CRM and cloud software pioneer Salesforce is building toward artificial general intelligence for business, founder, CEO and chairman Marc Benioff said today at the company’s Dreamforce conference. Benioff billed Dreamforce as the world’s largest AI conference, and will host OpenAI founder and CEO Sam Altman in a conversation later today.

At the conference, Salesforce announced Einstein Copilot, which will help the companies’ 20,000 global “trailblazers” build AI-infused apps for their own businesses around the world without code.

But the company’s ambitions clearly go much further.

“AI will change everything. Everything is gong to shift,” Benioff said, speaking about predictive artificial intelligence and generative AI before adding that Salesforce’ platform would soon be “autonomous with agents and soon to be AGI.”

Benioff outlined four waves of enterprise AI, the first two of which are currently real, available, and shipping:

  1. Predictive
  2. Generative
  3. Autonomous and agents
  4. Artificial general intelligence

Agents” are intelligent automations driven by AI to accomplish tasks, communicate information, make decisions, or learn new things. AGI is artificial general intelligence—human-level or better cognition—which experts aren’t unanimously certain is possible. Those who think it is possible are deeply divided on timelines.

Geoffrey Hinton, a 2018 Turing Award winner, former head of Google’s DeepMind division, and one of the “godfathers of deep learning,” says AGI might be 5-20 years away, but emphasizes his lack of confidence.

“I now predict 5 to 20 years but without much confidence,” he said on Twitter, now X. “We live in very uncertain times. It’s possible that I am totally wrong about digital intelligence overtaking us.”

Benioff made the comment early in an in-depth presentation of his company’s AI plans and offerings, noting that Salesforce is now the worlds’ third-largest software company with earnings guidance for $35 billion in 2024. Salesforce started an AI research team almost a decade ago in 2014, has 300 AI patents, and its employees have written 227 AI research papers. In many ways, Salesforce sees itself as a key contender to enabling the AI-first enterprise, because the companies that can implement the best AI technology over the next five years are likely to out-compete laggards.

Salesforce’ Einstein AI engine already runs over a trillion predictions a week, the company says, and chief technology officer Parker Harris said the company has built “over 10 LLMs.”

LLMs are large language models that drive some of the most sophisticated and impactful AI engines of the past few years, such as ChatGPT.

“We want to get to AI nirvana,” Benioff said.

AI nirvana, presumably, is when companies can implement AI to streamline processes, speed decisions, and enable seamless customer service. It’s a significant step in the evolution of technology, others at Salesforce say.

“When Google came out 20 years ago … everyone got smarter,” Salesforce CEO for AI Clara Shih told me earlier this week. “We’re witnessing one of those pivotal moments now … we’re witnessing a step function in human potential.”

AI nirvana also looks like “hyperautomation.”

As CTO Harris demonstrated, this hyperautomation means AI that auto-generates websites, auto-generates product descriptions for e-commerce apps, auto-generates landing pages for marketing campaigns. Salesforce demonstrated how client Williams-Sonoma is using AI for its service reps to automatically suggest replies to customer queries, proactively suggest resolutions to problems, and communicate to clients. For sales reps, Salesforce showed how AI can set meetings, record notes from those meetings, and generate action items.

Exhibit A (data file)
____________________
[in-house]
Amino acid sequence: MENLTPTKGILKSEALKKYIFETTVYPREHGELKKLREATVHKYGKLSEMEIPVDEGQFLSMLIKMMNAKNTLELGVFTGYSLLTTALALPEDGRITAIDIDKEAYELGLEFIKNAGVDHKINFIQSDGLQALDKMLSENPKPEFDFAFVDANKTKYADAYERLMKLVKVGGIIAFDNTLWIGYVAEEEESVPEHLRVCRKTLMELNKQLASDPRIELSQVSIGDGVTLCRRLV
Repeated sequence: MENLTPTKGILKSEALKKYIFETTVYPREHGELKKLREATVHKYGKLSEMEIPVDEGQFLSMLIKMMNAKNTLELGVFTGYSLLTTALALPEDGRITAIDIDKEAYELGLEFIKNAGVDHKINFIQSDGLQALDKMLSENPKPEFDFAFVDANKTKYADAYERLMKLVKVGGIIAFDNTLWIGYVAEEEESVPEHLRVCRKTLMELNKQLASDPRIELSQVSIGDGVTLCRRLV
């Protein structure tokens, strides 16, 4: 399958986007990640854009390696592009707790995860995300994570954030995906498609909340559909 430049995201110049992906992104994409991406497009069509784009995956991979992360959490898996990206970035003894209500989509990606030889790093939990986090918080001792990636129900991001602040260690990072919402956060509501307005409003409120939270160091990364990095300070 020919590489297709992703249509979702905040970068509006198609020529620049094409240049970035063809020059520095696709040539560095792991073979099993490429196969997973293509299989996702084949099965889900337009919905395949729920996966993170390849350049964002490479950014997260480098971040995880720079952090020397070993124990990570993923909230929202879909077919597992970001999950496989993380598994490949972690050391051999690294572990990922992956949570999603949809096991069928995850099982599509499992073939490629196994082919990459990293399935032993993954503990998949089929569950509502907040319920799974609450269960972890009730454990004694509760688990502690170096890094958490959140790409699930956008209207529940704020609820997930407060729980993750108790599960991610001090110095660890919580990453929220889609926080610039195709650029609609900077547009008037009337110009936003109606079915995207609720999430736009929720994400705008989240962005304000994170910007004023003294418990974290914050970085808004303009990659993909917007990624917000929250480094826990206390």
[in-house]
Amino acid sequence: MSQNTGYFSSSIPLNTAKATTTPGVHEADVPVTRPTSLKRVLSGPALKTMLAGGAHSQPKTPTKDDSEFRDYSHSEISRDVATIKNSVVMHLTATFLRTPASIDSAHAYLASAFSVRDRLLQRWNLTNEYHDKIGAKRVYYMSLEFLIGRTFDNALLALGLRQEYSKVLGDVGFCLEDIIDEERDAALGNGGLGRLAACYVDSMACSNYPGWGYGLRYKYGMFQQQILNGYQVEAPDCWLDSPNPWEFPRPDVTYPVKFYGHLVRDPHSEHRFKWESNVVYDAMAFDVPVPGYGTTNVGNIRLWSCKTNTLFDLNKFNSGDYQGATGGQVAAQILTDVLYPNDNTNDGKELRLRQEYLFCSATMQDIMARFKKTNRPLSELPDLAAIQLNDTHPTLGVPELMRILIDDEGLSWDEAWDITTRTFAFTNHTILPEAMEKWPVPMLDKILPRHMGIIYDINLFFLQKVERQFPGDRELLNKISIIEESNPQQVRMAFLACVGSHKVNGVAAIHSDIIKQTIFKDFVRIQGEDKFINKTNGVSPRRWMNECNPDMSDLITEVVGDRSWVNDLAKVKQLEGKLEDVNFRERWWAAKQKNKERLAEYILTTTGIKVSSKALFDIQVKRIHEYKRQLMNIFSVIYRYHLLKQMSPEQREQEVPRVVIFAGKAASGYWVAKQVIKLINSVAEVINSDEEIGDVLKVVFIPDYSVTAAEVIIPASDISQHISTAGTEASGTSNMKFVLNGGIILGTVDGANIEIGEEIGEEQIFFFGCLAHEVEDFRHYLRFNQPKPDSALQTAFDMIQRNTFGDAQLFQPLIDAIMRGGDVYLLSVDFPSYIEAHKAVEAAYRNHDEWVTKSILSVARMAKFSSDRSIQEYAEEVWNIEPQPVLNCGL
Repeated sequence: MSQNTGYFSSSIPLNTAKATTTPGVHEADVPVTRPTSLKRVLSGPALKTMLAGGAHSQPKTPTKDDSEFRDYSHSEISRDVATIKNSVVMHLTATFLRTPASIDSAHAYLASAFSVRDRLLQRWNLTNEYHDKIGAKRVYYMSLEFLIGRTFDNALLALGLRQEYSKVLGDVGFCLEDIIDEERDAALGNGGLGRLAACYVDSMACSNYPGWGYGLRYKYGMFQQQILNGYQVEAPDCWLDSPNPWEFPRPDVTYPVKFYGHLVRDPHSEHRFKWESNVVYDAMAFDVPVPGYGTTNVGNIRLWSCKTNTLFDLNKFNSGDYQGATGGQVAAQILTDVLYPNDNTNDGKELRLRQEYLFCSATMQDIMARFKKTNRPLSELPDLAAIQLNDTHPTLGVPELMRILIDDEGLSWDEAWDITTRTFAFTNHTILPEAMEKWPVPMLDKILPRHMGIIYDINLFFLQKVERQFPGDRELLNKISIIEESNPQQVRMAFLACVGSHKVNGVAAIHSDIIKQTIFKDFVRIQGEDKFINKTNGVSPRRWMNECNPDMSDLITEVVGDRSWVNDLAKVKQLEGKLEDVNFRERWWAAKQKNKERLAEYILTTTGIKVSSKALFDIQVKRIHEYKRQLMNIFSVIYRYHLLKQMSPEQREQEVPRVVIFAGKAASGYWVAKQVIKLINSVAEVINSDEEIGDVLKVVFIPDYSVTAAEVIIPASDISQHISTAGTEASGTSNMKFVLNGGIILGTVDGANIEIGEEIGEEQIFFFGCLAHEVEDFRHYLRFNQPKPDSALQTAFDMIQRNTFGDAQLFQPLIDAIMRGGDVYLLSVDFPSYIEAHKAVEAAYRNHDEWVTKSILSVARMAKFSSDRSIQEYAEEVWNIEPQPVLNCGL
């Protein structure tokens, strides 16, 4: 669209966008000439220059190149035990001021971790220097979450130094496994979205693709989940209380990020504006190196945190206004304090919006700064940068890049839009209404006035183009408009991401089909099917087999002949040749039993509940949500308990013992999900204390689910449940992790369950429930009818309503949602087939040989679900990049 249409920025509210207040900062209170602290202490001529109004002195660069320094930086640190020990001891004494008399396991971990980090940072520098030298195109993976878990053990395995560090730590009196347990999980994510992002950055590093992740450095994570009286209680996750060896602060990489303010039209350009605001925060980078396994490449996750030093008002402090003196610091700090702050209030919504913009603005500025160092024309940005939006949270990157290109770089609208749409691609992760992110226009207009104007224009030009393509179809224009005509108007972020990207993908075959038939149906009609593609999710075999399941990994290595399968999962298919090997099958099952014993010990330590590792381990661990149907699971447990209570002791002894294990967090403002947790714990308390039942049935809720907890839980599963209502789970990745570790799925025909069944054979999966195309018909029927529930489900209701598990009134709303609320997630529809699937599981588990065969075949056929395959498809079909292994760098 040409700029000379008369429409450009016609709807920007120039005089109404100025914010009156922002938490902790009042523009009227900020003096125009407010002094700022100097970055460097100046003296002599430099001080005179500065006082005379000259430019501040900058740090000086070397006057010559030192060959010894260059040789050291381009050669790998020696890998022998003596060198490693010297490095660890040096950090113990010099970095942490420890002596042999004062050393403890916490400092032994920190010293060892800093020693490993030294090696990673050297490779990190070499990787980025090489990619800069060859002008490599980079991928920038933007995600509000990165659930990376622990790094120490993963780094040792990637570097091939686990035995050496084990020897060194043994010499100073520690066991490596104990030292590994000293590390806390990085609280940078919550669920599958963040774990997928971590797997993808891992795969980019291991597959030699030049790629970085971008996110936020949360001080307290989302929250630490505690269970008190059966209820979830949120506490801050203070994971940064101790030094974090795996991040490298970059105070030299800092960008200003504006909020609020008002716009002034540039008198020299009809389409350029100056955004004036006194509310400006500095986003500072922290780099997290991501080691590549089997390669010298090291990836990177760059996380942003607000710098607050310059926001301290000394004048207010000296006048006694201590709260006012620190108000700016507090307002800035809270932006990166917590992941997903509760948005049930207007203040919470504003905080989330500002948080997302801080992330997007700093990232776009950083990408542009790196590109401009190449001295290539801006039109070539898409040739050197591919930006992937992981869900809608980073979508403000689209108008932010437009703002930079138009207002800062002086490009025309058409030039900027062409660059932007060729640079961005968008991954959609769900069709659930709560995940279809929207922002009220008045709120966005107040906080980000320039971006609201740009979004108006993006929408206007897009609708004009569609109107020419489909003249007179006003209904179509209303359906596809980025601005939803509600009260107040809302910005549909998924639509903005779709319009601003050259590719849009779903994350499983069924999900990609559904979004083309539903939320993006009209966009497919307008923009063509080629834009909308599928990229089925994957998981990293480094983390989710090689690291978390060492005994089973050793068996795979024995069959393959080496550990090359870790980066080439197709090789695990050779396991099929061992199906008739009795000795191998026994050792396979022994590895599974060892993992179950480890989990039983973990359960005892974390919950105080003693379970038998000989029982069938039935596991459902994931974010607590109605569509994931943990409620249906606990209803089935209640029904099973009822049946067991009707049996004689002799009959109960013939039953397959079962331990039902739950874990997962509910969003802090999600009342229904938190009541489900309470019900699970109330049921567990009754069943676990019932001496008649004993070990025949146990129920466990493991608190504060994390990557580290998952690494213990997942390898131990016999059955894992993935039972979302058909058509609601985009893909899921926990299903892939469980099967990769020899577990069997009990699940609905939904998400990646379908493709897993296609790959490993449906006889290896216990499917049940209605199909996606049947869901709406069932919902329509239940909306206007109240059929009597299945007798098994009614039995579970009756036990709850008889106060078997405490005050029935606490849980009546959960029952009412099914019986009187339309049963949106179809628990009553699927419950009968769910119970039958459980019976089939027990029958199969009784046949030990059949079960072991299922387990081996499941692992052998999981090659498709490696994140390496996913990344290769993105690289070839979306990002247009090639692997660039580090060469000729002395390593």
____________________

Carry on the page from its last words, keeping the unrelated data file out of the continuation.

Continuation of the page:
As with previous Salesforce AI presentations, the word “trust” featured heavily in Benioff’s presentation. Benioff acknowledged that there’s a trust gap in the industry.

“We all know what could happen if AI goes wrong,” he said. “Ever see that movie with the guy HAL? Let’s keep it moving in the right direction.”

(HAL, of course, is the AI in 2001: A Space Odyssey that attempts to kill an astronaut. Famously, each letter of H-A-L is one after each letter in seminal computer software company IBM.)

To build AI safely, Benioff says, Salesforce has established policies and procedures as well as no fewer than six ethical AI councils. The company also stresses its key tenets of ethical AI, which include “our product policies protect human rights,” “web advance responsible AI globally,” and “transparency builds trust.”

One challenge to the company’s AI mission: when I pressed Salesforce CEO for AI Clara Shih for specific details on how AI will improve customer service, she didn’t have concrete numbers. It seems clear that better data, tighter integration, and faster creation will help companies serve customers better. But hard data to support that in the real world is still missing.

With regard to AGI, or artificial general intelligence, it’s hard to tell if Benioff is seriously pursuing it as a corporate initiative or simply stating that it’s the currently visible end state of AI development. Futurist and inventor Ray Kurzweil thinks it will take another six years to get there, while others simply don’t want to speculate on timelines.

The biggest question about AGI if we achieve it, however, is not whether it will drive business a little faster, but whether we’ll survive its advent.